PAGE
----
Addressing tech innovation and AI (84%, -4%)
The Metaverse (83%, new)
The proliferation of digital clutter (83%, new)
Developing long-term/new strategies that align with corporate growth goals (82%, -5)
Managing agency relationships (82%, --)
Keeping my brand relevant (81%, +2)
Creating relevant and engaging marketing and advertising (80%, -3%)
Data security issues (80%, --)
Protecting my brand’s equity (80%, +1%)
Better cross-platform integration/synergy for brand marketing (79%, +4)
Generating new business/new customers (78%, +3)
Legacy measures are misleading (77%, +3)
Not evolving with the audience (76%, new)
Remote working will upset creativity (75%, new)
Burnout (75%, new)
It’s not grammaphobia keeping CMOs and brand managers up at night, by the way. That’s a psychological syndrome where folks think letters and acronyms are symbols of evil and cause bad dreams and sleepless nights. With all the ROI, WFH, ESG, COVID, and CX comments on this year’s list, you wouldn’t be totally incorrect in supposing that. But, alas, those are the relatively easy bad dreams CMOs, and Brand Managers need to deal with.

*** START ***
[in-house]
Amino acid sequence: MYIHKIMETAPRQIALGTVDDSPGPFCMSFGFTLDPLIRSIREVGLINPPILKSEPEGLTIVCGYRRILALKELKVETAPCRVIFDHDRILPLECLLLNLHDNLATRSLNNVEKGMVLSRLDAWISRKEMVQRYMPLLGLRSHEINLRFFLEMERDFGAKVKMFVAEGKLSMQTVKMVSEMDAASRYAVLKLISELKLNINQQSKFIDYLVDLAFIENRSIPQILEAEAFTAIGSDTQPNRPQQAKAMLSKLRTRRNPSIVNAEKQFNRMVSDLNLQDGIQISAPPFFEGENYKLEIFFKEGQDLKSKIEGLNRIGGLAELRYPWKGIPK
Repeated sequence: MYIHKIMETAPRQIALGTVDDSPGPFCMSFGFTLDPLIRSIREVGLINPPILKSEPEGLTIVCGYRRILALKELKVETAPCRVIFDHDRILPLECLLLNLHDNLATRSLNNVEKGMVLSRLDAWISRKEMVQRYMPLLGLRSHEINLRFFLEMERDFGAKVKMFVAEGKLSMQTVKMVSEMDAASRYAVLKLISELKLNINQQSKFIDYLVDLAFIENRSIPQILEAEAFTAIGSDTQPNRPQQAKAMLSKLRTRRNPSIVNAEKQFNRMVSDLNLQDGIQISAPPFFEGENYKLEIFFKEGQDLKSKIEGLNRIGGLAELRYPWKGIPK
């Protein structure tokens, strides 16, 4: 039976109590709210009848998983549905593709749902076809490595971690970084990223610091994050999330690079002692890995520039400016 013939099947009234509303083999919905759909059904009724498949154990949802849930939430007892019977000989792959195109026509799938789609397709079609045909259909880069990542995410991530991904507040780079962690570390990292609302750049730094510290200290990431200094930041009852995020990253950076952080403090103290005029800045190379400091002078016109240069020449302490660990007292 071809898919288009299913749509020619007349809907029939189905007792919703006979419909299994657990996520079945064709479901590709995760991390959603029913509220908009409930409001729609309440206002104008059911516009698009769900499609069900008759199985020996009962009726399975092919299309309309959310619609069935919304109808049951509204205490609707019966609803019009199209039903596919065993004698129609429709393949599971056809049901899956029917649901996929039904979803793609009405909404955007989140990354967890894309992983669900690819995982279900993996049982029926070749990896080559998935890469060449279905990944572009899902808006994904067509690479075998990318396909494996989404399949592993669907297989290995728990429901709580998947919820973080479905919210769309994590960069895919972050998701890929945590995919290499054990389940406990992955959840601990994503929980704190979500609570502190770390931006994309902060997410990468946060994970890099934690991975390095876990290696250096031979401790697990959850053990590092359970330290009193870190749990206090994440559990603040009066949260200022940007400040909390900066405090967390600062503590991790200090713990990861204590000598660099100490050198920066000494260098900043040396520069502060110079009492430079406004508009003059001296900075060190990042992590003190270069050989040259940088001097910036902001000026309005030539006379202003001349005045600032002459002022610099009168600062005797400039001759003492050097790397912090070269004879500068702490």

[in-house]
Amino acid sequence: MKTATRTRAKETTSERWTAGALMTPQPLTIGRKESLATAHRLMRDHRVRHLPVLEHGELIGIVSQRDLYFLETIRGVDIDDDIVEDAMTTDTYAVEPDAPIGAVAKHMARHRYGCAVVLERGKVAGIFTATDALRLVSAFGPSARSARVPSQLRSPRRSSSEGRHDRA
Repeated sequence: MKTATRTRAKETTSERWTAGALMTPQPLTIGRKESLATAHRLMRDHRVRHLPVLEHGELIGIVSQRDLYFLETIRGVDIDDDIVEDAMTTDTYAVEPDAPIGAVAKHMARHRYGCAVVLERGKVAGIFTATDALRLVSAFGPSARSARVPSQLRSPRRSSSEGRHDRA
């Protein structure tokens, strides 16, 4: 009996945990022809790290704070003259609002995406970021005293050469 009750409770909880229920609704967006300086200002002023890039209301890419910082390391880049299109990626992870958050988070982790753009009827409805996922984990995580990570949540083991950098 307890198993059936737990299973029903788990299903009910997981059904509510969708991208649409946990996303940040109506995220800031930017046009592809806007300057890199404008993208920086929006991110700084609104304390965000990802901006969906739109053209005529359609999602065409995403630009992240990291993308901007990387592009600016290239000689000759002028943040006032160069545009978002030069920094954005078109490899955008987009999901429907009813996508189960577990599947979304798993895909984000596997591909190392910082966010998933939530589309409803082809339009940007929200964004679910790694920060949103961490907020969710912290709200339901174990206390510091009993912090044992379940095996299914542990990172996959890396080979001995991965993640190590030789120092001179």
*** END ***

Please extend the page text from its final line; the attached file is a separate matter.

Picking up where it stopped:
No, for today’s CMOs and brand managers, the nightmare that has taken on “monster-in-the-closet” status is “dealing with political dogma.” That’s up 12% YOY. (BTW, last week 55% of Americans said they follow news about politics "very closely," with more than a third [38%] indicating that politics affects their brand choices.) Combine that with “Identifying Brand Purpose,” a new nightmare, with “Balancing consumer advocacy and the brand (+5%), and you don’t have to look too closely at Kanye West/Ye, or Kyrie Irving to see how complex social networking and politics are testing the boundaries of a good night’s sleep.
Increased consumer expectations (+6%) and terrors involved with new competition (+5%) and balancing consumer advocacy and brands (+5%) make supply chain snafus and product availability (-4%) start to look like a dream. But given this year’s list, it’s pretty clear why CMOs and brand managers face sleepless nights.
Tricks for a good night's rest